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  • Built-in Self-Calibration Circuit for Monotonic Digitally Controlled Oscillator Design in 65-nm CMOS Technology

    Page(s): 149 - 153
    Save to Project icon | Request Permissions | Click to expandQuick Abstract | PDF file iconPDF (404 KB) |  | HTML iconHTML  

    This brief presents a built-in self-calibration (BISC) circuit to correct nonmonotonic responses in a digitally controlled oscillator (DCO) with a cascading structure. Generally speaking, a cascading DCO structure has the advantages of low power consumption and a small chip area. Nevertheless, when a subfrequency band is changed, an overlap region between subfrequency bands causes a large phase error and cycle-to-cycle jitter in an output clock. The proposed BISC circuit can reduce this problem; thus, it is very suitable for a low-power all-digital phase-locked loop design in system-on-a-chip applications. The proposed DCO, implemented with a standard performance 65-nm complementary metal-oxide-semiconductor process, can output frequency ranges from 47.8 to 538.7 MHz. The total power consumption of the DCO with a calibration circuit is 0.142 mW at 58.7 MHz and 0.205 mW at 481.6 MHz. View full abstract»

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  • Phase Noise Simulation in Analog Mixed Signal Circuits: An Application to Pulse Energy Oscillators

    Page(s): 154 - 158
    Save to Project icon | Request Permissions | Click to expandQuick Abstract | PDF file iconPDF (204 KB) |  | HTML iconHTML  

    Noise simulation of oscillators modeled in an analog mixed signal environment is challenging since both conventional steady-state simulation methods, such as shooting and harmonic balance ones, cannot be used. This brief proposes an improved approach based on saltation matrices and an extended formulation that considers the registers of the digital part of the circuit as state variables to determine the steady-state solution and phase noise. The proposed approach allows the correct computation of the fundamental matrix evaluated on the steady-state solution and therefore of the left eigenfunctions that are a key aspect in determining phase noise by exploiting the variational model of the oscillator and Floquet theory. The proposed approach is applied to compute the phase noise of an archetype circuit that implements an energy-restore pulsed oscillator. In these oscillators, the energy lost by the tank is refilled at peculiar time instants determined by a digital controller to maximize efficiency and minimize effects due to flicker noise sources. View full abstract»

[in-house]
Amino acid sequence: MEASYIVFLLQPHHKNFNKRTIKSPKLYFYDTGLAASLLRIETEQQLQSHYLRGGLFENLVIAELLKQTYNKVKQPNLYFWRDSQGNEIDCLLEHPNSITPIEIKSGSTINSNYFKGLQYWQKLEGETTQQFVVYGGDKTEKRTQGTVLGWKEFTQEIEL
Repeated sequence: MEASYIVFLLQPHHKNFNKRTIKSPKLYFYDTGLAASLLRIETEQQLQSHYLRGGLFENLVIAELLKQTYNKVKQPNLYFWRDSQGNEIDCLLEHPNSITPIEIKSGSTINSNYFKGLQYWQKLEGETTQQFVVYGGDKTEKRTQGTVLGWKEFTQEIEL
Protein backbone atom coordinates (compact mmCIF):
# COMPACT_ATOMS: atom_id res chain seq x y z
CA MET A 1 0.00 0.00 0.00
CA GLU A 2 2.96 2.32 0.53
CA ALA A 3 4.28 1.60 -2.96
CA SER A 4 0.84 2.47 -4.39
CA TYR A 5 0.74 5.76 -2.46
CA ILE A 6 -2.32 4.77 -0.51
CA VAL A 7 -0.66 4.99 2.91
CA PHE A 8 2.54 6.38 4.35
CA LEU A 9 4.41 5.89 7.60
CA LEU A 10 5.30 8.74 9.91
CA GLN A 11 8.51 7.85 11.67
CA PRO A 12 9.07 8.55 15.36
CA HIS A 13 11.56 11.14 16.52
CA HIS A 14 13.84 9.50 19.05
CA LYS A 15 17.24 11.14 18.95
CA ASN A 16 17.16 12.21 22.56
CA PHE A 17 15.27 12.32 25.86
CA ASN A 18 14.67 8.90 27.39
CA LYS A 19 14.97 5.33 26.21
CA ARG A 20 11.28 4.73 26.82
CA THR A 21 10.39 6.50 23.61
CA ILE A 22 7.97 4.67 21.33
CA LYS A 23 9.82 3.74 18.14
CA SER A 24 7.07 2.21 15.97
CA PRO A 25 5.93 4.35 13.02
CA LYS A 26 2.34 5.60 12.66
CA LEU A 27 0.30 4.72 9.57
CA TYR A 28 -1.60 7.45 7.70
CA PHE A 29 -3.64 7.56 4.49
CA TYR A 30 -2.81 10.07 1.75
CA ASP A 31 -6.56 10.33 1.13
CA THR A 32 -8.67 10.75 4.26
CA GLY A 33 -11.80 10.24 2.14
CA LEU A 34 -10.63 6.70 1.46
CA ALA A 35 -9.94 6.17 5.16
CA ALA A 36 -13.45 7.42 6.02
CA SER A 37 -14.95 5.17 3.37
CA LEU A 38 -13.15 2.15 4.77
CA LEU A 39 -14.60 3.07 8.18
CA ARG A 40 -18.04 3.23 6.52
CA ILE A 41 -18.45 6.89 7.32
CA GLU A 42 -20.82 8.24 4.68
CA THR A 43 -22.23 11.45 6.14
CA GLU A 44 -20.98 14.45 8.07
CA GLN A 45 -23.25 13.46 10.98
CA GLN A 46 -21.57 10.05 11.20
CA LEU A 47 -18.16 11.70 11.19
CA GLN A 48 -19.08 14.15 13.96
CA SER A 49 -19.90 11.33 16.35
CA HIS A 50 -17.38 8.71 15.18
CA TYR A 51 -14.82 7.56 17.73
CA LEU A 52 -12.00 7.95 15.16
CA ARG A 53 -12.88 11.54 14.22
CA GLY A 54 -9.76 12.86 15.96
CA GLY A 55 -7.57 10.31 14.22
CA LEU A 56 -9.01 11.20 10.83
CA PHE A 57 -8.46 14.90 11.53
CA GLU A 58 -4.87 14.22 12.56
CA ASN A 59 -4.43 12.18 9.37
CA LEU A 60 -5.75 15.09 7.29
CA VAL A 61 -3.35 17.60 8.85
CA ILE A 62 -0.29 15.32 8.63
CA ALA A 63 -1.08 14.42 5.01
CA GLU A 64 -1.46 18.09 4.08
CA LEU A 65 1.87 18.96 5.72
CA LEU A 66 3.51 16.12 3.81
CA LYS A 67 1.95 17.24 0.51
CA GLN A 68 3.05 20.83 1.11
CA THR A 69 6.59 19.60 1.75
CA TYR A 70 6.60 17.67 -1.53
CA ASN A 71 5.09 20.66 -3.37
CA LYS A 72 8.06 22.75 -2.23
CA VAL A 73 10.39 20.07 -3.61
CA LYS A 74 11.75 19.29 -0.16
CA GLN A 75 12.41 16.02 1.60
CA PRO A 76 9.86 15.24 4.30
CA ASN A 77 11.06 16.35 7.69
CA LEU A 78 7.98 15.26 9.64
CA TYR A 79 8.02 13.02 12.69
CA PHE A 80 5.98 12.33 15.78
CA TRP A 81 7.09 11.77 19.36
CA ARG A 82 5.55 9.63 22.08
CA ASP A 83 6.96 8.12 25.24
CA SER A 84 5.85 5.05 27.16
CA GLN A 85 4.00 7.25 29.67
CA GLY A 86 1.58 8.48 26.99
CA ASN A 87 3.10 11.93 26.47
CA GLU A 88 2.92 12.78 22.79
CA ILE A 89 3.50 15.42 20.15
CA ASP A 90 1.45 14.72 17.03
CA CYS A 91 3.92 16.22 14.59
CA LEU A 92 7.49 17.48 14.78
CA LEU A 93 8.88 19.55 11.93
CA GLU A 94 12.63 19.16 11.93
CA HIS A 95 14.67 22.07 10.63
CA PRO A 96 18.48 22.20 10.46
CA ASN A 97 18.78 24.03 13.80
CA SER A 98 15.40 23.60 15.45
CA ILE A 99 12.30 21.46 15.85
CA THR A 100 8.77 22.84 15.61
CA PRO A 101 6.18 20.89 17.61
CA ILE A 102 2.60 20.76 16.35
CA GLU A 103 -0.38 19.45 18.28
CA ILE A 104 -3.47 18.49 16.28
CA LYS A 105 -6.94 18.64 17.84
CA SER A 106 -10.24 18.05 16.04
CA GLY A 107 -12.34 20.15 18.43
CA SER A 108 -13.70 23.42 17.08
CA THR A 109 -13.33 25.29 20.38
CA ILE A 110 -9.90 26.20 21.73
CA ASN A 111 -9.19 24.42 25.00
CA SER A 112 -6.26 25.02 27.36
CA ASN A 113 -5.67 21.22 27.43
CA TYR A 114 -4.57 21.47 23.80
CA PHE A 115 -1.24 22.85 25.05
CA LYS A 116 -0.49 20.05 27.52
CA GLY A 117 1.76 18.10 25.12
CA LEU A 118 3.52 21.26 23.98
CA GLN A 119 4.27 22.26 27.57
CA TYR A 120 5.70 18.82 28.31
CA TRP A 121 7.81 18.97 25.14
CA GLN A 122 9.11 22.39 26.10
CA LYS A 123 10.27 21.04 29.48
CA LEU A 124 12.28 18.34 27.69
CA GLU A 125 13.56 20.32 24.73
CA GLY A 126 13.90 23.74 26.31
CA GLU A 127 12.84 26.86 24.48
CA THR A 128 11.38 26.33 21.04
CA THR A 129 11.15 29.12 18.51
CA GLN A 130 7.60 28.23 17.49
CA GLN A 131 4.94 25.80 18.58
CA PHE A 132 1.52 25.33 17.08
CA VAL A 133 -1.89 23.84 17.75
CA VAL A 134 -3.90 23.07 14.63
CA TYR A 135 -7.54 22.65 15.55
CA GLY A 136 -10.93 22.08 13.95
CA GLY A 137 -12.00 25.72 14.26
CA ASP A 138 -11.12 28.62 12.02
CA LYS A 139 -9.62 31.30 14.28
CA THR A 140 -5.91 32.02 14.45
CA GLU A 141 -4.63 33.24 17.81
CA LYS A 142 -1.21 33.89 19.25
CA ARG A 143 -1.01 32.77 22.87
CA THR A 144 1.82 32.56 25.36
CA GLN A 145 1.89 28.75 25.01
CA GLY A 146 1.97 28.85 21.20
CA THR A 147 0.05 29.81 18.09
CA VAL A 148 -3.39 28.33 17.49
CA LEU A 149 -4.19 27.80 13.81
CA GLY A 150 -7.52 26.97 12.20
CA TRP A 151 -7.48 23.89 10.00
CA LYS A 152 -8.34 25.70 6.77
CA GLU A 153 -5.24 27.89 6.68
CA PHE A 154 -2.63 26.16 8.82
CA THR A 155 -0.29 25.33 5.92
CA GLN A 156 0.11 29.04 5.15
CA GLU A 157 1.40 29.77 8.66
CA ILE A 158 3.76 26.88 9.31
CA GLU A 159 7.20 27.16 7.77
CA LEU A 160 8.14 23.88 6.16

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  • Low-Power and Widely Tunable Linearized Biquadratic Low-Pass Transconductor-C Filter

    Page(s): 159 - 163
    Save to Project icon | Request Permissions | Click to expandQuick Abstract | PDF file iconPDF (470 KB) |  | HTML iconHTML  

    A sixth-order low-pass transconductor-C filter with a very wide tuning range (fc = 100 Hz to 10 MHz) is presented. The wide tuning range has been achieved without using switchable components or programmable building blocks. A single-stage folded cascode transconductor is employed to implement the proposed filter. A modified biquadratic topology is introduced to improve linearity performance of the filter over its tuning range. Power consumption of the filter scales linearly with cutoff frequency (60 pW/Hz/pole). Implemented in 0.18-μm complementary metal-oxide-semiconductor technology, the filter exhibits relatively constant noise and linearity performance over its entire tuning range and occupies a silicon area of 0.16 mm2 (0.027 mm2/pole). View full abstract»

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  • 12-b Enhanced Input Range On-Chip Quasi-Digital Converter With Temperature Compensation

    Page(s): 164 - 168
    Save to Project icon | Request Permissions | Click to expandQuick Abstract | PDF file iconPDF (553 KB) |  | HTML iconHTML  

    This brief presents a monolithic 1.8-V 0.18-μm CMOS temperature-compensated voltage-to-frequency converter for sensor read-out interfaces in wireless sensor network applications. Measurement results show that the proposed converter features are suitable for an output frequency span of 2 MHz with an input voltage range of 0.1-1.6 V. This converter presents a relative error below 4.8% and a linearity error below 0.017% (i.e., 12 b) over the whole frequency span for a range of ( -40°C, + 85°C). Power consumption is 0.423 mW (20 nW in sleep mode), and it occupies an active area of 137 μm x 100 μm. View full abstract»

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  • A Low-Cost and Low-Power Time-to-Digital Converter Using Triple-Slope Time Stretching

    Page(s): 169 - 173
    Save to Project icon | Request Permissions | Click to expandQuick Abstract | PDF file iconPDF (538 KB) |  | HTML iconHTML